the ballad and the short story were born as Armenians were affected by
the currents of rationalism, symbolism and decadence encompassing Europe;
but, the themes of these works remained traditionally Armenian. Authors
wrote of the land and its peasant customs, the coveted fatherland, and
the yearning for freedom.
The nineteenth century beheld a great
literary movement that was to give rise to modern Armenian literature.
The veritable creator of modern Armenian literature was Khatchatour
Abovian (1804-1848). Abovian was the first author to abandon the classical
Armenian and adopt the modern for his works, thus ensuring their diffusion.
Abovian's most famed work, The Wounds of Armenia, returns to the theme
of the Armenian people's suffering under foreign domination. Khatchatour
Abovian dedicated his life to writing and educating others on the subject
of Armenia and her people.
Armenian national movement was given impulse by yet another great writer.
(Hakop Melik-Hakopian) was the grand romanticist of Armenian literature.
In his works, Raffi revived the grandeur of Armenia's historic past. In
the story "Gaizer," the heroes fight for the liberation of their people.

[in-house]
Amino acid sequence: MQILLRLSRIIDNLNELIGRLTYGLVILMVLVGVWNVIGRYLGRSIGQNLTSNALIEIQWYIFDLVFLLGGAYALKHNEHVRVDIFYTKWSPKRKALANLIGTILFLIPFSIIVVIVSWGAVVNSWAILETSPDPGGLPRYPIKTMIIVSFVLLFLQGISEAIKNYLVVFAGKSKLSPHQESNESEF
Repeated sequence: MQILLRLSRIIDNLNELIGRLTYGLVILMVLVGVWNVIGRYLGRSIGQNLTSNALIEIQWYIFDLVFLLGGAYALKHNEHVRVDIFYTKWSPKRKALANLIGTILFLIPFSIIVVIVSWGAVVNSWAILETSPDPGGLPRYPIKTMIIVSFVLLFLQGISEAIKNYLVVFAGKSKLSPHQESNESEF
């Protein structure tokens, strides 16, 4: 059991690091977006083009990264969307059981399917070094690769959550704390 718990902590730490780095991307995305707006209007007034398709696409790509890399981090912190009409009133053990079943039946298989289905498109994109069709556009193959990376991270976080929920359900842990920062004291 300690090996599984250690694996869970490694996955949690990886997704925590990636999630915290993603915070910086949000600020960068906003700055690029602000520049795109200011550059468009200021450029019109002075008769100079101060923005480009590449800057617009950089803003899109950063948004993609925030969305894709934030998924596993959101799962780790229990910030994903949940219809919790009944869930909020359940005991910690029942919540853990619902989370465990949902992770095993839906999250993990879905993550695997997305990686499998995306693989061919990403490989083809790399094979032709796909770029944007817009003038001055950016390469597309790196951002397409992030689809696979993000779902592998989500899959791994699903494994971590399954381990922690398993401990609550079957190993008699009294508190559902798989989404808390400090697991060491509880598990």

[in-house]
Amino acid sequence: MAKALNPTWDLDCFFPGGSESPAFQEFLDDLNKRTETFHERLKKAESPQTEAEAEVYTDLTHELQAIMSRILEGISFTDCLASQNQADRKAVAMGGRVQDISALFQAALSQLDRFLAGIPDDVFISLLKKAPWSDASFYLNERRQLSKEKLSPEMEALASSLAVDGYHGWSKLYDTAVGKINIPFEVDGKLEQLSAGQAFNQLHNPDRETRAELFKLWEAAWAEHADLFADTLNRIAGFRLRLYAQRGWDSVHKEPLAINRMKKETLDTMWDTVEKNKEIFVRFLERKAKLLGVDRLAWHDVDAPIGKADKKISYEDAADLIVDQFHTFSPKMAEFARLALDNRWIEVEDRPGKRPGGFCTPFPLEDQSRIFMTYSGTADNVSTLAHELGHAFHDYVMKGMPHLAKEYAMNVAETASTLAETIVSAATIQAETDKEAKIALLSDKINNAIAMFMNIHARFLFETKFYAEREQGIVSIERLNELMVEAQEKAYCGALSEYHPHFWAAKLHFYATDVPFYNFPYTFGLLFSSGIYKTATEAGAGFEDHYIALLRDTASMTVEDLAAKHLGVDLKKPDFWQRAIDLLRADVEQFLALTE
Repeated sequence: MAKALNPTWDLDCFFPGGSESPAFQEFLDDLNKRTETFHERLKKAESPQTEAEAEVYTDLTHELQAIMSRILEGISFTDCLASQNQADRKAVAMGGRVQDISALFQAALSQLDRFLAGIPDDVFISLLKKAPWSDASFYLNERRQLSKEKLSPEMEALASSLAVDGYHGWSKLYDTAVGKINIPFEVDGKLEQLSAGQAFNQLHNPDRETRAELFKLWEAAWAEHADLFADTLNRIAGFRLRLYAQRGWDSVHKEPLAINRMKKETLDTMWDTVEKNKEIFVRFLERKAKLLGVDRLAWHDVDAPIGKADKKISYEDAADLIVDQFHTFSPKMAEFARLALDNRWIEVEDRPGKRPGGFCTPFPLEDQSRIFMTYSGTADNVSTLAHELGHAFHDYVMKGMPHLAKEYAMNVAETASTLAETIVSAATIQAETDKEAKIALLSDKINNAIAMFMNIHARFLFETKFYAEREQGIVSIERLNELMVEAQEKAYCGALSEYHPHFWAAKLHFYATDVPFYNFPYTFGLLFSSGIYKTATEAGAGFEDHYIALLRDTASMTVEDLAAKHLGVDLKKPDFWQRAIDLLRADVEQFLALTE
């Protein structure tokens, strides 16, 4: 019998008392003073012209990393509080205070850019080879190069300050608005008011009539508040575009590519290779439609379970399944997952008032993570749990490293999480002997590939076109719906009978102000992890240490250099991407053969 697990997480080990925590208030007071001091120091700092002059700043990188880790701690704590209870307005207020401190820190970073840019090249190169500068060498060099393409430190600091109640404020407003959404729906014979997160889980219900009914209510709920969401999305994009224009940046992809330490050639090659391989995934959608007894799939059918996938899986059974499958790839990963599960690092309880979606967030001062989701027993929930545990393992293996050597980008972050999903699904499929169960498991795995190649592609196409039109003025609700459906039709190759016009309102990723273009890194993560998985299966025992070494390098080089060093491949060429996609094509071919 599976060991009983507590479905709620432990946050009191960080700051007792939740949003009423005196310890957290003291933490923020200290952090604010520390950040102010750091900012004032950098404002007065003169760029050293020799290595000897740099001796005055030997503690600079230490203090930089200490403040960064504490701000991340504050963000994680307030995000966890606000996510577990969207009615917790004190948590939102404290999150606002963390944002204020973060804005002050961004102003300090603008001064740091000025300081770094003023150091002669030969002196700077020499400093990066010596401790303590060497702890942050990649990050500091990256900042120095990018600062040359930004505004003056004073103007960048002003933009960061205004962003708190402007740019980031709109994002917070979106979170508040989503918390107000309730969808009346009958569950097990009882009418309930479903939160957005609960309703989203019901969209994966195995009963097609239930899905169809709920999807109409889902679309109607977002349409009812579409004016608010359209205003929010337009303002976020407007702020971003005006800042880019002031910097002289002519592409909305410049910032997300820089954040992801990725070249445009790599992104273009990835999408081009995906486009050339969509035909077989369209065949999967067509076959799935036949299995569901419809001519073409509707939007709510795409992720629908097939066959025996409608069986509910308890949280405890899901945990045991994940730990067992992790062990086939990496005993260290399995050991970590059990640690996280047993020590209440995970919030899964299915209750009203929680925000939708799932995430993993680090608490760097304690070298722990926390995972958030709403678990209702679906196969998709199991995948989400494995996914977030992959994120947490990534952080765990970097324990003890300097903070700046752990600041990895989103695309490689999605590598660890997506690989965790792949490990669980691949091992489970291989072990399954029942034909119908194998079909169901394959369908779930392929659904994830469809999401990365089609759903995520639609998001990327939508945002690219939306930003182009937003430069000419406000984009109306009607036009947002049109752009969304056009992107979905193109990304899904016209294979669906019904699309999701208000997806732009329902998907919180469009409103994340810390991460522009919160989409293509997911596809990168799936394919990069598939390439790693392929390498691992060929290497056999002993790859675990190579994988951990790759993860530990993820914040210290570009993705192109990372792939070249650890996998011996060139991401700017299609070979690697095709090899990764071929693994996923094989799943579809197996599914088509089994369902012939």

This theme of oppression under foreign rule is also evident in the works
"Djelaledin" and "Khente."
The literary tradition of Khatchatour
Abovian and Raffi was continued even as Armenia came under Communist rule.
This revival of tradition was carried out by such writers and poets as
Toumanian, Yeghisheh Charentz and the like. This revival took place
under the Communist system, much restricting the freedom of expression
of the writers.
In the late 1960's, under Brezhnev,
a new generation of Armenian writers emerged. As Armenian history of the
1920's and of the Genocide came to be more openly discussed, writers like
Sevak, Gevork Emin and Hovhanness Shiraz began a new era of
Today literature thrives in the Republic
of Armenia as well as in the Diaspora. Writers use one of two standardized
vernacular dialects, Westerns Armenian and Eastern Armenian,
whose names reflect their geographic origins.